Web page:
If you get stuck on a stage, you have the option of pulling up the start menu and skipping it, seemingly without any penalty. I experimented with this a bit just to see what would happen if one tried to skip every stage to get to the end. If you attempt the sixth area without completing the rest of them first, you’ll be met with a Game Over screen. So while 1001 Spikes does allow you to try your hand at other stages if you happen to get stuck on one, don’t expect to just skip your way to the end credits.
Players who are crafty enough to not only complete stages, but obtain the golden skulls, will be rewarded with new multiplayer modes and characters to play through the story as. The unlocked characters are more than just cosmetic too, as sometimes they come with their own unique abilities that Aban doesn’t have on his own. The tradeoff is that each new character has to start the game over from the beginning, so you can’t cheese your way to the end with a better abled avatar. I haven’t seen all of them yet, but one of the first ones you unlock is the protagonist from the BIT.TRIP Runner games complete with the music and rainbow trail. There’s also a selection of “inspired” characters, including Mario, Simon Belmont, and Arthur from Ghosts ‘N Goblins, all with their signature abilities and similar sounding tunes in tow.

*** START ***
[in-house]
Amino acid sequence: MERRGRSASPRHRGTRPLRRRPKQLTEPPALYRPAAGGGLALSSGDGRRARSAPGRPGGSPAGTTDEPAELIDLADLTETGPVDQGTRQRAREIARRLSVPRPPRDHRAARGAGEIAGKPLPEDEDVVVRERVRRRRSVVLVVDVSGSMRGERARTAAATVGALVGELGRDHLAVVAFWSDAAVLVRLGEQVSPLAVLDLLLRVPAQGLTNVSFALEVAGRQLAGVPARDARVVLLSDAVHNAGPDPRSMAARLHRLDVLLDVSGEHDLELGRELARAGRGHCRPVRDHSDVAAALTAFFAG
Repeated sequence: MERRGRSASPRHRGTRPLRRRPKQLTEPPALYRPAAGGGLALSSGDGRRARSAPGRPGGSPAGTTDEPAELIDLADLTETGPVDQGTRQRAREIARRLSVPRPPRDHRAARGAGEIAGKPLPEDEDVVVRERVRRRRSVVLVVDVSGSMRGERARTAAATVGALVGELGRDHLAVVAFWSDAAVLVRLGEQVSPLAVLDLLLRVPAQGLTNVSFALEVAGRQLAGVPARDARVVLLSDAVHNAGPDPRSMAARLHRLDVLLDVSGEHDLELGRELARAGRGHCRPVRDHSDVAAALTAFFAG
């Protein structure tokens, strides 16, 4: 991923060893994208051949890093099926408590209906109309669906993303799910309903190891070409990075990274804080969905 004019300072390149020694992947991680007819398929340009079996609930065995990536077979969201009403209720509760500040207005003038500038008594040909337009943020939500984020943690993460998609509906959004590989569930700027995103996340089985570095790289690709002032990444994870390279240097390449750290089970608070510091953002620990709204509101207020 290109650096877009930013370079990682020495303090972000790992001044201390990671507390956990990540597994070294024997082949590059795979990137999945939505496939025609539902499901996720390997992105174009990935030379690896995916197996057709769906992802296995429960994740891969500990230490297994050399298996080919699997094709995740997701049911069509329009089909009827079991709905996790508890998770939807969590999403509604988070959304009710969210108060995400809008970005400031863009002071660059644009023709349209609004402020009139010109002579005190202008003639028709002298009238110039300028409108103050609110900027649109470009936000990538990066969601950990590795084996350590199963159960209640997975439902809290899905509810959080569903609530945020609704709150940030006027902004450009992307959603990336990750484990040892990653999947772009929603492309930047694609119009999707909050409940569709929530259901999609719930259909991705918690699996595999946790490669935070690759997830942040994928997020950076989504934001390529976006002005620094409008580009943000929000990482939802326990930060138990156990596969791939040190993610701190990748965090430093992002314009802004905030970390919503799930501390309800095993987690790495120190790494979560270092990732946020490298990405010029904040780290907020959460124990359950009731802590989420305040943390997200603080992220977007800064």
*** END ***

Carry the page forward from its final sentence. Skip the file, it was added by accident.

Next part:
1001 Spikes has a selection of Arcade modes that can be played with up to four players. In The Golden Vase, players have to hang onto a vase that spews coins and try to collect as many as possible before time runs out. Tower of Nannar has you engaged in a platforming race to the top of a tower with only nine lives at your disposal in order to get you there. In a nod to the Mario titles, there’s also a mode called The Lost Levels that plays like an alternate version of the story mode but with more difficult stages and only 101 lives. All of these can be played alone if you so choose, though I imagine with friends it would emulate the chaos that comes with experiencing the New Super Mario Bros. titles. It’s unfortunate that the latter two games have to be unlocked, as if you purchased the game with the intent of simply playing with your friends (and aren’t any good at it), you’ll have to jump through a bunch of hoops first to obtain these modes.